- The Washington Times - Tuesday, March 13, 2018

Actor Shia LaBeouf on Tuesday blamed his very public arrest last summer in Georgia on a mix between “white privilege” and “desperation” stemming from his long battle with alcoholism.

While filming “The Peanut Butter Falcon” in July, Mr. LaBeouf was arrested in Savannah for public drunkenness, disorderly conduct and obstruction. Videos of the arrest, published by TMZ, showed the “Fury” actor berating police officers in the back of a patrol car and while he was being fingerprinted at the Savannah Police Department. He accused the police of being racist against him and told a black officer he was going to hell because of his skin color.

Mr. LaBeouf later apologized for his behavior, but opened up about the arrest Tuesday to Esquire magazine. He said he’s sober now and conducted practice interviews with his therapist for the past two months in preparation for the interview.

“What went on in Georgia was mortifying,” the actor said. “White privilege and desperation and disaster. … It came from a place of self-centered delusion. … It was me trying to absolve myself of guilt for getting arrested.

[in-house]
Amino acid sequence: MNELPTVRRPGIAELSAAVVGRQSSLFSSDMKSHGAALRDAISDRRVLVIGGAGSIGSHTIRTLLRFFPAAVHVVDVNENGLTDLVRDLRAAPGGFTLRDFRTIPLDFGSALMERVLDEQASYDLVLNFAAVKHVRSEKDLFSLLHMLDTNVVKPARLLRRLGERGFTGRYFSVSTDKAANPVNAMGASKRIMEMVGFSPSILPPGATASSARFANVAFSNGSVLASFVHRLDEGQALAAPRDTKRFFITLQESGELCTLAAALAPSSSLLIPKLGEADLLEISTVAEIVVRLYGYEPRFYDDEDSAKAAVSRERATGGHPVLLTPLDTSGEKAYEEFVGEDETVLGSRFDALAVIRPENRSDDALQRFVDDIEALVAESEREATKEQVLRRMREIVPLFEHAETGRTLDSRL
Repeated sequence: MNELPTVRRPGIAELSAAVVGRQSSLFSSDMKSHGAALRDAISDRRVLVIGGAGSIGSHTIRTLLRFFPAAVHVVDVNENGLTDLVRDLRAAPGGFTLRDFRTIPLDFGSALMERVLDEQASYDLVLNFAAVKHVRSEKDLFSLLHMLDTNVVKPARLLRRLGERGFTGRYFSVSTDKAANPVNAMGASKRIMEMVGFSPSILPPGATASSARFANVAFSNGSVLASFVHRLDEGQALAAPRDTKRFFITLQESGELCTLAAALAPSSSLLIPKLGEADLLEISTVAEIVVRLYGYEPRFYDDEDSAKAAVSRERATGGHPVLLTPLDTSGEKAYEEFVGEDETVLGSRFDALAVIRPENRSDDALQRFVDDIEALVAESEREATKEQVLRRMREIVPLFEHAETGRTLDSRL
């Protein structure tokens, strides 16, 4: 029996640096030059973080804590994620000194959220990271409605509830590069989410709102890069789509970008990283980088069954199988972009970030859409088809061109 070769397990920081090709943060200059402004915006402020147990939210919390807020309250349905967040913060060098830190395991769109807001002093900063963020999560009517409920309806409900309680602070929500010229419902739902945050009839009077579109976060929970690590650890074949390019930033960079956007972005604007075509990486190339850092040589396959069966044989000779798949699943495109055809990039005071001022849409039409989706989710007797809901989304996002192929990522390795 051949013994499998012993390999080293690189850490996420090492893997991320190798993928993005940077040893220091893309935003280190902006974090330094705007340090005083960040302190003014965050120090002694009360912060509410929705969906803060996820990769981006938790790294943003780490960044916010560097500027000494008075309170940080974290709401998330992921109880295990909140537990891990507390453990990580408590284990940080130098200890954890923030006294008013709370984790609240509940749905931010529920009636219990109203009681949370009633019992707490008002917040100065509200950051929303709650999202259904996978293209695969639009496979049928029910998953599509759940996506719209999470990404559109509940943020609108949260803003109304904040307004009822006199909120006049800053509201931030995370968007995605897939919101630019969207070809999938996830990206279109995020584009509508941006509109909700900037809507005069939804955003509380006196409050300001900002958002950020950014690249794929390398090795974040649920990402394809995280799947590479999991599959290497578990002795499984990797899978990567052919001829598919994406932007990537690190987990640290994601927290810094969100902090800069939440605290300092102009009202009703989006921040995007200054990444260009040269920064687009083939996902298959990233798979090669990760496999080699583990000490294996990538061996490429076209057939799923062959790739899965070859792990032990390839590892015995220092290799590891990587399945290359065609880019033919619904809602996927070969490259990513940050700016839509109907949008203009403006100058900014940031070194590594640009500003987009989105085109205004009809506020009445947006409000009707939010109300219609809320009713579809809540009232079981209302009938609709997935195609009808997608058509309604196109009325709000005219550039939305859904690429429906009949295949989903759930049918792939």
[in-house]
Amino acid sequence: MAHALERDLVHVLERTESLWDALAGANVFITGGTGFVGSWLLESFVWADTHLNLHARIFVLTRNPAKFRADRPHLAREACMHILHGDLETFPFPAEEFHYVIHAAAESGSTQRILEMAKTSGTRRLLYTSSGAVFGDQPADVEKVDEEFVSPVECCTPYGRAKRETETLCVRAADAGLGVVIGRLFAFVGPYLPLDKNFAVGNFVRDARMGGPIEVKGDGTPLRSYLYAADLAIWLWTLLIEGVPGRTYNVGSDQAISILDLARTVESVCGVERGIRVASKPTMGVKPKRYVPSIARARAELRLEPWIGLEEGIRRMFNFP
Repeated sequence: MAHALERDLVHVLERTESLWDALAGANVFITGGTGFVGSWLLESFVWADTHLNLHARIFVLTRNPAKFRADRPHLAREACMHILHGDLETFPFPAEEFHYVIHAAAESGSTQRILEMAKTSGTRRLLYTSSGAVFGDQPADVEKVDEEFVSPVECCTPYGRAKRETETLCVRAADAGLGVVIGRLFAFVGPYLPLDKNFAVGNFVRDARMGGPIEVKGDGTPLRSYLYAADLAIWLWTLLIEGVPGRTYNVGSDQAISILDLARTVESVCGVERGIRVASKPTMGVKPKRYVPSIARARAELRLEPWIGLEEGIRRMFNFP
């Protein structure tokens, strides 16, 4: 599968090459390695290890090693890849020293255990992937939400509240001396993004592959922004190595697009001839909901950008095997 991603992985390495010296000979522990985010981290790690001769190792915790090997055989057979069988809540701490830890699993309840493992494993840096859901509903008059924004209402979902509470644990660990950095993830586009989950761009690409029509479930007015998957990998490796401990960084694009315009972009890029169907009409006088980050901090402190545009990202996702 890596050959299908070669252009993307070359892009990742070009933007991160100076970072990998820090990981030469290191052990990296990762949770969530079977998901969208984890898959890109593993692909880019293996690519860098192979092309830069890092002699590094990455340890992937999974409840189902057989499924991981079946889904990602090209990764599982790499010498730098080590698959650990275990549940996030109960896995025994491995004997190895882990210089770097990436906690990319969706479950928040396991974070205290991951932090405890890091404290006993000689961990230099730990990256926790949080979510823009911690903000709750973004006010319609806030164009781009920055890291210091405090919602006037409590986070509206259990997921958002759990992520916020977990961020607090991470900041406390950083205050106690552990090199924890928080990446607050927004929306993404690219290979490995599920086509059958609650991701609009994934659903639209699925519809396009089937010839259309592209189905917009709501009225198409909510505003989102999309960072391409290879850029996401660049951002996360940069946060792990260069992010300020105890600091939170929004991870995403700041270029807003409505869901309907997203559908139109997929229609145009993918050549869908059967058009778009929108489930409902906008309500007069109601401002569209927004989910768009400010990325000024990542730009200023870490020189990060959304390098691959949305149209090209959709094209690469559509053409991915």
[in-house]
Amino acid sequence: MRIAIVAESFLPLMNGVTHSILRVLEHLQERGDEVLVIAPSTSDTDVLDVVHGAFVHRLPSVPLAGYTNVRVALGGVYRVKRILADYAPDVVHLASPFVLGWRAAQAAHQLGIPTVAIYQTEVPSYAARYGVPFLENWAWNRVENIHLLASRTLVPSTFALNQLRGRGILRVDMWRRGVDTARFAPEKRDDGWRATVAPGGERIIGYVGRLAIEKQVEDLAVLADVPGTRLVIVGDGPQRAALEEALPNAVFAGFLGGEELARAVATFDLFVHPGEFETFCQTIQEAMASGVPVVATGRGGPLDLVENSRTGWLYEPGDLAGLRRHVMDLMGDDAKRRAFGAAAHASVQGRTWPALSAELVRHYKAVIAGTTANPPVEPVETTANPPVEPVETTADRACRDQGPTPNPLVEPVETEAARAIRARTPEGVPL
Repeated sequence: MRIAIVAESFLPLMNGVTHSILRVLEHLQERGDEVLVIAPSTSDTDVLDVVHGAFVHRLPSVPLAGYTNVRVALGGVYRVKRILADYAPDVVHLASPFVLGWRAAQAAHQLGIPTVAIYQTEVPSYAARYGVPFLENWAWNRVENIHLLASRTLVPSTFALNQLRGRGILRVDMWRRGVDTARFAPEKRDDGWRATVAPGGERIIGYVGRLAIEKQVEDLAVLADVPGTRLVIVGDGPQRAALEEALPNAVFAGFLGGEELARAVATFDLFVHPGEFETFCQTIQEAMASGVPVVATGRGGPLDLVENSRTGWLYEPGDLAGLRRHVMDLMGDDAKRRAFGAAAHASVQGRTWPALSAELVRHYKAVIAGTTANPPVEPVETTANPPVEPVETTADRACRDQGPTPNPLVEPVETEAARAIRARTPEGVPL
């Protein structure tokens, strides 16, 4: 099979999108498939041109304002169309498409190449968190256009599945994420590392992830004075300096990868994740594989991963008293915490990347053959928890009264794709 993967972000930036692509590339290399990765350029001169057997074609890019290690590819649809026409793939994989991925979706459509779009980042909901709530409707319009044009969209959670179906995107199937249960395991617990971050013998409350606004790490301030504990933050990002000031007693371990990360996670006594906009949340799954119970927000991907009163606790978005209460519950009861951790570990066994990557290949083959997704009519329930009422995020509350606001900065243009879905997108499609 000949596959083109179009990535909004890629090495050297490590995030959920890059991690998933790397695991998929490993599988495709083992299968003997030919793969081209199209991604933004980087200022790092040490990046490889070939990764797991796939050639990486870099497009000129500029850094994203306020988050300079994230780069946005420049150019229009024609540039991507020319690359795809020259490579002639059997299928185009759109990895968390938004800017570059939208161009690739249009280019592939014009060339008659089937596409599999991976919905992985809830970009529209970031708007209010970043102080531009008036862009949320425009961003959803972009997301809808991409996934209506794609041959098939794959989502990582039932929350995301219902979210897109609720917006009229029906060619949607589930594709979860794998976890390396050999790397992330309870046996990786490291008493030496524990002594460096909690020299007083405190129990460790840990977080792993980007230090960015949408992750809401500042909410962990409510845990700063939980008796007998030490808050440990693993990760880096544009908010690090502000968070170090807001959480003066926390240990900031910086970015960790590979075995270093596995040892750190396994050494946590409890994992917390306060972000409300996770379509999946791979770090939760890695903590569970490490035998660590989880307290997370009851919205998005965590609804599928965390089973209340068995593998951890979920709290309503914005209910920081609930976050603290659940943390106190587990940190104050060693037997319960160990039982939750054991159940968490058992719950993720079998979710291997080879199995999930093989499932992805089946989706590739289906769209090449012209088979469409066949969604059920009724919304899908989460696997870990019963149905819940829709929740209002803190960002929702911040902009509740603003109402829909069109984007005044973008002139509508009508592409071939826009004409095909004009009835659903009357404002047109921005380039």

“I f–ed up,” he added.

Mr. LaBeouf, who was also arrested in January 2017 after he allegedly got into an altercation with another man while filming his anti-Donald Trump project “He will not divide us” outside a New York City museum, said his antics have caused him to be marginalized in Hollywood.

“I’m run out,” he said. “No one’s giving me a shot right now. Spike Lee is making a movie. I was talking to him about it. He goes to the money and pushes to try to get me in the movie, the money says no, and that’s the end of me hanging out with Spike Lee for this film.”

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